02/28/16 Doug McVay

This week: we hear a debate on global drug policy before the International Parliamentary Union, featuring Dr. Kasia Malinowska of the Open Society Institute and Professor Kevin Sabet, in preparation for the UN General Assembly Special Session on the World Drug Problem coming up in April.

Share on Facebook Share on stumbleupon digg it Share on reddit Share on del.icio.us

TRANSCRIPT

CENTURY OF LIES

FEBRUARY 28, 2016

TRANSCRIPT

DEAN BECKER: The failure of drug war is glaringly obvious to judges, cops, wardens, prosecutors, and millions more now calling for for decriminalization, legalization, the end of prohibition. Let us investigate the Century Of Lies.

DOUG MCVAY: Hello, and welcome to Century Of Lies. Century Of Lies is a production of the Drug Truth Network for the Pacifica Foundation Radio Network, on the web at DrugTruth.net. I'm your host Doug McVay, editor of DrugWarFacts.org. And now, on with the show.

In April, the United Nations General Assembly Special Session on the World Drug Problem will take place in New York City at UN headquarters. The UNGASS. The planning for this session has been going on for years. Civil society, nongovernmental organizations have been meeting in Vienna, in New York, and all over in order to be prepared to present the case for reform and possible repeal of the international drug control conventions. It's a process, there will be a lot more meetings, even after this UNGASS, but we're going to take a look at some of the discussion, in fact, we're going to take a look at a recent meeting, which I think crystalizes the debate that we're going to hear.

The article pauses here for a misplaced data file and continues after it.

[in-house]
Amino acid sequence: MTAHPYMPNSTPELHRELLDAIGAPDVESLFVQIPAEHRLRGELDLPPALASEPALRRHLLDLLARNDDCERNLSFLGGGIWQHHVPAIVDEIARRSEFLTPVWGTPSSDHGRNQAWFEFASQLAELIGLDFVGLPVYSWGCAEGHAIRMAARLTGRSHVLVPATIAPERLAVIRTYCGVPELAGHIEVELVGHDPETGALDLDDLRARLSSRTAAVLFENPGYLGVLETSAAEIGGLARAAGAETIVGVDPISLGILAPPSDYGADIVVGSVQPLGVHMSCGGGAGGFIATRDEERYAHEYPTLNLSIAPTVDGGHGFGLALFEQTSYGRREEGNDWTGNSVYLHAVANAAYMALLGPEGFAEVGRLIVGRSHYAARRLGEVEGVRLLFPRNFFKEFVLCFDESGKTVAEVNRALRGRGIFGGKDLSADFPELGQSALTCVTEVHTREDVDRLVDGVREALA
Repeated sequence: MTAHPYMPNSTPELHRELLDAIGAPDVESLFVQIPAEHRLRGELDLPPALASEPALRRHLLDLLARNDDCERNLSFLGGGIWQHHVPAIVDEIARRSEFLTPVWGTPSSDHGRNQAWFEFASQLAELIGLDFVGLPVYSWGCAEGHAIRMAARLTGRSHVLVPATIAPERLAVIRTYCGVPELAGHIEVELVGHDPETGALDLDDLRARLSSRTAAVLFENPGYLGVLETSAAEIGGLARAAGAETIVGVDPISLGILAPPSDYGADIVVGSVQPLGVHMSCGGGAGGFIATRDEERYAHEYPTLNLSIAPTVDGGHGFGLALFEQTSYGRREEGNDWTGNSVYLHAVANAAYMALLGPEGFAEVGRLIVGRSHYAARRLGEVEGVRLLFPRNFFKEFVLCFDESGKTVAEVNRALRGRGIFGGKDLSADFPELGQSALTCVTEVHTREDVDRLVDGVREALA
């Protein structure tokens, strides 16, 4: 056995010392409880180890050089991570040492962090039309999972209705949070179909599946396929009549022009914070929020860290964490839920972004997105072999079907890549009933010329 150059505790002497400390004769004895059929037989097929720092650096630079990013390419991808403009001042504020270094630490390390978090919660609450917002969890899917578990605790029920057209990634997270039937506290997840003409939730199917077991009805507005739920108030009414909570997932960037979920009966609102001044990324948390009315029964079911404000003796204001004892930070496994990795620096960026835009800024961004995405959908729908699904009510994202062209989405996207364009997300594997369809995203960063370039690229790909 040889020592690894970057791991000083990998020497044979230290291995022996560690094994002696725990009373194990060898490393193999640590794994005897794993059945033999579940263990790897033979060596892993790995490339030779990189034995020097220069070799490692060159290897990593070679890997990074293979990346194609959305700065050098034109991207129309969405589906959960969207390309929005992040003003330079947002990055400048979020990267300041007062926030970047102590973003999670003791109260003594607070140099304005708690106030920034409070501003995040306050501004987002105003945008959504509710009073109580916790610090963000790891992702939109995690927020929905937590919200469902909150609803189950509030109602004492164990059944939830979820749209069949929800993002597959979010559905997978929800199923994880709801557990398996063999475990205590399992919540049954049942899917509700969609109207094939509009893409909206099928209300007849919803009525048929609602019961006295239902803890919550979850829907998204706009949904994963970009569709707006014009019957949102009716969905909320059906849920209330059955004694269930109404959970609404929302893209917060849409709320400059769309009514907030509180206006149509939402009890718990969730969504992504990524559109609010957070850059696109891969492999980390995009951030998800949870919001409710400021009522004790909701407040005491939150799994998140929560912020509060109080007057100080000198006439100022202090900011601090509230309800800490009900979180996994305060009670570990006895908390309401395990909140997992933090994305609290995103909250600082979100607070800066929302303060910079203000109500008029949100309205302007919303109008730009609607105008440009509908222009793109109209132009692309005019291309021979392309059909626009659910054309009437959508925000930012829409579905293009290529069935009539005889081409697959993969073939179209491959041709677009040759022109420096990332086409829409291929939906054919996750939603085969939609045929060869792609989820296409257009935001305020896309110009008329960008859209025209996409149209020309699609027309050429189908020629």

The International Parliamentary Union is actually a body that's much older than the United Nations. It was founded in 1889. The IPU is the international organization of parliaments. It's the focal point for worldwide parliamentary dialogue, works for peace and cooperation among peoples, for the firm establishment of representative democracy. It works in close cooperation with the United Nations, and earlier in February, the annual parliamentary hearing was focused on the world drug problem. It was co-organized by the IPU and the Office of the President of the General Assembly.

During that hearing, there was a debate on this motion: Implementing the international legal framework will address the world drug problem. In other words, if we just enforce the laws, everything will be okeh. The people talking in favor of that were Mr. Anti Avsan, an MP from the Parliament of Sweden, and Kevin Sabet, a social policy PhD who likes to call himself doctor. Arguing against that, we have His Excellency the Ambassador Luis Alfonso De Alba, Permanent Representative of Mexico to the International Organizations in Vienna, and Dr. Kasia Malinowska, Director of the Global Drug Policy Program at the Open Society Foundation. And the discussion will be moderated by Julia Taylor Kennedy, who is a consultant based in New York. Let's go straight to it.